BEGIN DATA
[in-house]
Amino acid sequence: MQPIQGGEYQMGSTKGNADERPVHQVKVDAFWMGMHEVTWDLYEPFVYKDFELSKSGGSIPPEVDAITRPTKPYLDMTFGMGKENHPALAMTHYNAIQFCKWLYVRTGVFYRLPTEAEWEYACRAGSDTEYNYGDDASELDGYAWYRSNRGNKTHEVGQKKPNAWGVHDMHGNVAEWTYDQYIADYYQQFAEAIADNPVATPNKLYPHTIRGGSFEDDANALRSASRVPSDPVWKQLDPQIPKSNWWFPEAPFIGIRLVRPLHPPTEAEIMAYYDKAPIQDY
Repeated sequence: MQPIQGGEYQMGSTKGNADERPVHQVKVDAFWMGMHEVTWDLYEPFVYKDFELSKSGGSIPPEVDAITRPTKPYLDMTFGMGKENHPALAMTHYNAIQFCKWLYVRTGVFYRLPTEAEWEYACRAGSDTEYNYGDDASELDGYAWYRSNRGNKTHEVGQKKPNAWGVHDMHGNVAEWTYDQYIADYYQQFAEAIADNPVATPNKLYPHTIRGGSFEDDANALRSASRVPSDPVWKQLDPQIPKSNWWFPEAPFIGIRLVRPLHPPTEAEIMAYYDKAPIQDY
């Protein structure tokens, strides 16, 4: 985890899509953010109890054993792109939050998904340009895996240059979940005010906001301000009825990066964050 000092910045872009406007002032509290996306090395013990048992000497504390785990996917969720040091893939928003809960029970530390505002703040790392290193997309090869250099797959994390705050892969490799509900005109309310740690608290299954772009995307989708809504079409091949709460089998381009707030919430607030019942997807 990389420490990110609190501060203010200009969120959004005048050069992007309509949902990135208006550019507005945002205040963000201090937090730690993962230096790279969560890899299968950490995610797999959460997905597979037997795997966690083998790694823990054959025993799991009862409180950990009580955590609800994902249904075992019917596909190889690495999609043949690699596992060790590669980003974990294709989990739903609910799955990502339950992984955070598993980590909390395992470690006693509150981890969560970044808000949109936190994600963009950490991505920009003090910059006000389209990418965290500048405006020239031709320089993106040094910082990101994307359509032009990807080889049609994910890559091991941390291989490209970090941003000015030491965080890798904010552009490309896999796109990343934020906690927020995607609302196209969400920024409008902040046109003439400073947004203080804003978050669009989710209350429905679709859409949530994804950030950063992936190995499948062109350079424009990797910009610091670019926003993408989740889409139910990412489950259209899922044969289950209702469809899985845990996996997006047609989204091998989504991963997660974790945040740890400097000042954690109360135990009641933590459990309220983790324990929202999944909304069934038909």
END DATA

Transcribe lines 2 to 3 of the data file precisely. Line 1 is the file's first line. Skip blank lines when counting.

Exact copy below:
Amino acid sequence: MQPIQGGEYQMGSTKGNADERPVHQVKVDAFWMGMHEVTWDLYEPFVYKDFELSKSGGSIPPEVDAITRPTKPYLDMTFGMGKENHPALAMTHYNAIQFCKWLYVRTGVFYRLPTEAEWEYACRAGSDTEYNYGDDASELDGYAWYRSNRGNKTHEVGQKKPNAWGVHDMHGNVAEWTYDQYIADYYQQFAEAIADNPVATPNKLYPHTIRGGSFEDDANALRSASRVPSDPVWKQLDPQIPKSNWWFPEAPFIGIRLVRPLHPPTEAEIMAYYDKAPIQDY
Repeated sequence: MQPIQGGEYQMGSTKGNADERPVHQVKVDAFWMGMHEVTWDLYEPFVYKDFELSKSGGSIPPEVDAITRPTKPYLDMTFGMGKENHPALAMTHYNAIQFCKWLYVRTGVFYRLPTEAEWEYACRAGSDTEYNYGDDASELDGYAWYRSNRGNKTHEVGQKKPNAWGVHDMHGNVAEWTYDQYIADYYQQFAEAIADNPVATPNKLYPHTIRGGSFEDDANALRSASRVPSDPVWKQLDPQIPKSNWWFPEAPFIGIRLVRPLHPPTEAEIMAYYDKAPIQDY